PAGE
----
How the Lionesses are inspiring a generation of girls

Win or lose tonight, the Lionesses have helped change society's attitude towards women's football

Grainne Hallahan

Encouraging girls to play football at school helps to tackle gender stereotypes, writes Philip Hills

It seems like a case of déjà vu. Millions of people will be glued to their screens tonight, watching to see if England can make it through to the final of the biggest tournament in football. 

But, unlike the men’s football team, the Lionesses are far from underdogs. They reached the semi-finals of the Women’s World Cup in 2015 and, this year, they have a real chance of nabbing the trophy from the US (the reigning champions) and being officially recognised as the best in the world.

But regardless of whether the Lionesses can beat the US in tonight’s semi-final – our team’s biggest match in the tournament so far – I’ll be happy: they (and we) will still emerge victorious.

Why? Well, first off, there has been a seismic shift in the attitudes of the football-watching audience. This year, the record for peak TV viewing figures was broken when the England team faced Cameroon – over 40% of viewers were tuned in to the match. 

And while the men’s tournament saw only a rise in the number of waistcoats being sold, the England women’s team are doing more than changing fashion: they are changing our culture. They have awoken mini-lionesses inside all of us, and in school playgrounds up and down the country, we can see a shift in attitudes towards girls playing football.

Peter Ruddick, deputy head of South Hetton Primary School – the former primary school of England captain Steph Houghton – has definitely noticed a change in attitudes.

“We’ve noticed more girls playing football at playtime, in our sports team and in local clubs,” says Ruddick. “Our girls are inspired by the fact an England captain came from our school, and can see where their hard work can get them.”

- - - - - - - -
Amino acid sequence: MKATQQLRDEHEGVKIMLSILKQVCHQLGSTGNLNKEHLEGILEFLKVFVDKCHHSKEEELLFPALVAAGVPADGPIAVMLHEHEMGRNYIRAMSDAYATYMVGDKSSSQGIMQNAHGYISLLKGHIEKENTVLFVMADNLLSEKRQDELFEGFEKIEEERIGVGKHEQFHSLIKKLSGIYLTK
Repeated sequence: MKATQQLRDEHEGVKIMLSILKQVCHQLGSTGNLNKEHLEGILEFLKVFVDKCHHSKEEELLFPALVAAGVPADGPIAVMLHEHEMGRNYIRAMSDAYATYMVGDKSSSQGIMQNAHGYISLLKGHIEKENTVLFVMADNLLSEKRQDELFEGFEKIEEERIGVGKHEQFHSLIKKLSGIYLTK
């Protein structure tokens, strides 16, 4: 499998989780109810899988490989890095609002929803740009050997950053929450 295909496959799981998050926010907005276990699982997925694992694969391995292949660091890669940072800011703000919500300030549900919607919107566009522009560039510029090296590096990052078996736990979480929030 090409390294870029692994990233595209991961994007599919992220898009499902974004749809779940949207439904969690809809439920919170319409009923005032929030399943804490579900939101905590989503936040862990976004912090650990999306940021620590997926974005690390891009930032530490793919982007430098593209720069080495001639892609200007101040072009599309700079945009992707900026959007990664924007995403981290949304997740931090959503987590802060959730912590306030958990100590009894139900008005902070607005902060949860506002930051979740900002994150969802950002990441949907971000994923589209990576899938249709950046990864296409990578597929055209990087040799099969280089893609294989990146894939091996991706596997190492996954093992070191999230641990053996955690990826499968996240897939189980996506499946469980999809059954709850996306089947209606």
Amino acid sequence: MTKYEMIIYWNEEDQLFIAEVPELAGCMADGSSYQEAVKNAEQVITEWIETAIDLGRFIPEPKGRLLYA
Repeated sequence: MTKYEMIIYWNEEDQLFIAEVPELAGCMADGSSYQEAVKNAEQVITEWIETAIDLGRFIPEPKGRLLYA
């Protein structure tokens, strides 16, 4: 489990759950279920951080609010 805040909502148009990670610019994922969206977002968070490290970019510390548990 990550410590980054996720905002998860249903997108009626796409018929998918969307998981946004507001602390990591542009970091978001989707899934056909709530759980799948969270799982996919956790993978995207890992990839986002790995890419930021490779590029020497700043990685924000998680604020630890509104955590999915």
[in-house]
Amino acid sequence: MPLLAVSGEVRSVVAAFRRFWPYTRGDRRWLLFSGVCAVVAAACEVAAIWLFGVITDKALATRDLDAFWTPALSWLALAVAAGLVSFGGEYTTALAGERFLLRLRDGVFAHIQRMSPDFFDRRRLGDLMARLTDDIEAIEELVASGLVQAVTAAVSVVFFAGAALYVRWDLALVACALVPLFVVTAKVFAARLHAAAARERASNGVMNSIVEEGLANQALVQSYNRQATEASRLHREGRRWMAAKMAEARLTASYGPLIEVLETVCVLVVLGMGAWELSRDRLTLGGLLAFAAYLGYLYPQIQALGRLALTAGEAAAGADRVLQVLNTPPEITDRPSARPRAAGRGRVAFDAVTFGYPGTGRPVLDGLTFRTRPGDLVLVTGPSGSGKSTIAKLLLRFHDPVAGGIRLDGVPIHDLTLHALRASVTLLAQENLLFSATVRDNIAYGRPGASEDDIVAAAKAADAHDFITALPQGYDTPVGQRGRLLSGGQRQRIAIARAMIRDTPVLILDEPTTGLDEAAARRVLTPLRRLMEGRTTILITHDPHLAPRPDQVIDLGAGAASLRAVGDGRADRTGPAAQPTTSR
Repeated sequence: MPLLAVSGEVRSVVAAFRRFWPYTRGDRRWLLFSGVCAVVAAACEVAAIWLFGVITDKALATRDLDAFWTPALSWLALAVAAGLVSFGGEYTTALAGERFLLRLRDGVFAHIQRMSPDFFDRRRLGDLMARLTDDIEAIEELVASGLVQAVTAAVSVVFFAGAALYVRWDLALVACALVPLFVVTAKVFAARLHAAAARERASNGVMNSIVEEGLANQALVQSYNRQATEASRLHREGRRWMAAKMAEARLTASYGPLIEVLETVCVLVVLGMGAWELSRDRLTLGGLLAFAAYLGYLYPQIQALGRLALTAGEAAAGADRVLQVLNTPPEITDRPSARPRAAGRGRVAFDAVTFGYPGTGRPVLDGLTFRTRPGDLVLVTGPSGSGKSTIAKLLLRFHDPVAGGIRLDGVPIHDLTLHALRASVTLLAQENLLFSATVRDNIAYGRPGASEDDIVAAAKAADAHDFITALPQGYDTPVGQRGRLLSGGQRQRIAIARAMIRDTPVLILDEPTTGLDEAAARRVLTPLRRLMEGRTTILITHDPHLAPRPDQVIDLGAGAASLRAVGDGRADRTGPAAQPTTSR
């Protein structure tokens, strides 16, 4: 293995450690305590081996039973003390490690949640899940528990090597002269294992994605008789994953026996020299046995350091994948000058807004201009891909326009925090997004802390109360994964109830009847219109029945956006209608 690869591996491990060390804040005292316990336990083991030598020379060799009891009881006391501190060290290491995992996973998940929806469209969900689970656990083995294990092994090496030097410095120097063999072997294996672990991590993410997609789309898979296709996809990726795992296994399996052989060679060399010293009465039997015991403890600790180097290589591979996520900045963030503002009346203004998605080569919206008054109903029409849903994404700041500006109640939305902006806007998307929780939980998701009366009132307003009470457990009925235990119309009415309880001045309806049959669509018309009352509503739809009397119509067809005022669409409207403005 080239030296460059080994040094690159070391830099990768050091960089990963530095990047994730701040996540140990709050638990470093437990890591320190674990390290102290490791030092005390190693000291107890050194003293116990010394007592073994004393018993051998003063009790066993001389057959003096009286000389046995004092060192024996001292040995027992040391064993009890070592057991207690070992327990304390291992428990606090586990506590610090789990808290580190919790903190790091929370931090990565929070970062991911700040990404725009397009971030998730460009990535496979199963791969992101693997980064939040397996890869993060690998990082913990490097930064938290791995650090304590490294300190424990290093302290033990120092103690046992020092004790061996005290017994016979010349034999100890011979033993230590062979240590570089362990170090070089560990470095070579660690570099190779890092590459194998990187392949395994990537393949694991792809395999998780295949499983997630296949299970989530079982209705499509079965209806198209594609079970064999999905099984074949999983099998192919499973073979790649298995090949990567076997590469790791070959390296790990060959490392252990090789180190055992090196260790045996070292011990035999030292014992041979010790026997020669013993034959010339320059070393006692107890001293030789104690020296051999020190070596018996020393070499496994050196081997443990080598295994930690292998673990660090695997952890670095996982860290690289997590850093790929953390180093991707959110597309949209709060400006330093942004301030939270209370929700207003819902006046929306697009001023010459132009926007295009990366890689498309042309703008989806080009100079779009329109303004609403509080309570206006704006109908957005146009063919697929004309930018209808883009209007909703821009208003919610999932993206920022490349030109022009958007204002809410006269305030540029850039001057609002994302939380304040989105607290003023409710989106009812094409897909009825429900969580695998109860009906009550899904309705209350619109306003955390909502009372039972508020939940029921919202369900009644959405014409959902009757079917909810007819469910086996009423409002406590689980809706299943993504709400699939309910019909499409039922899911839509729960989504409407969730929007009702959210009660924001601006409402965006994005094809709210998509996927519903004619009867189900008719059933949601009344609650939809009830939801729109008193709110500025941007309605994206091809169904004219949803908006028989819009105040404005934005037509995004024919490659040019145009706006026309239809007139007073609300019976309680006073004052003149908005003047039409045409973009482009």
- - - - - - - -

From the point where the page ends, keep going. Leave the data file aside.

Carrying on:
This is where the increase in coverage has made a difference. More women’s football on the television has normalised it. Girls of the past who might have stopped playing because of feeling self-conscious or ‘odd’ for wanting to play something that has long been considered a sport for boys are no longer held back by those misconceptions.

It’s been a long road to get to this point. Florence Dixie, the president of the British Ladies’ football club, wrote to the Pall Mall Gazette in 1895 – when football itself was still in its infancy – recounting a time she went to a ball and had to listen to a woman complaining about what female footballers wore. The woman in question said it was “quite too shocking!” to see a woman’s calves on display. Dixie felt this complaint was somewhat rich coming from someone who was dressed with “pinched in waists, high-heeled shoes, and grotesque balloon-like shoulders hunched and blown out for all the world like huge tumours”.

At the time of Dixie’s letter, the men’s game had permitted professionalism for a decade. It took the women’s game another eight decades for the first professional league to be formed. And even now, the pay and bonuses for top female footballers is dwarfed by male players’ earnings – the total prize money for the entire Women’s World Cup tournament, $30m (£24m), is less than the $38m prize given just to the French men’s team for winning last year’s World Cup.

And arguments that there is less of an interest in the women’s game are ringing hollower than ever. The Lionesses’ kit has been flying off the shelves – it's been dubbed “the best England strip in years”. And it isn’t just in the UK that people are putting their hands in their pocket for women’s football kit – across the pond, the US women’s team football shirt has broken a record to become Nike’s best selling shirt of all time.

While there is still a way to go in ensuring equality, these societal changes around the image of women’s football are rippling down to our playgrounds. Ruddick has noticed a changing attitude in his male students over the years. “Boys are much more accepting of girls playing football,” he explains. “Boys and girls are really happy to play together. The girls are treated as equals by the boys in their own team, and by the opposition.”

And it isn’t just the children who see girls football differently. It’s the adults who have changed their views, too. “Parents encourage girls to play football far more now, and fathers are just as keen for their daughters to play as they are for their sons. I’ve noticed it in our own school, and also in our local area.”

So it really doesn’t matter what the outcome is tonight. Win. Lose. The real winners are the next generation of football players and football fans who don’t see the women’s game as anything out of the ordinary anymore. We’re no longer niche: the girls have gone big time.

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Grainne Hallahan

Grainne Hallahan

Grainne Hallahan is Tes recruitment editor and senior content writer at Tes

Find me on Twitter @heymrshallahan

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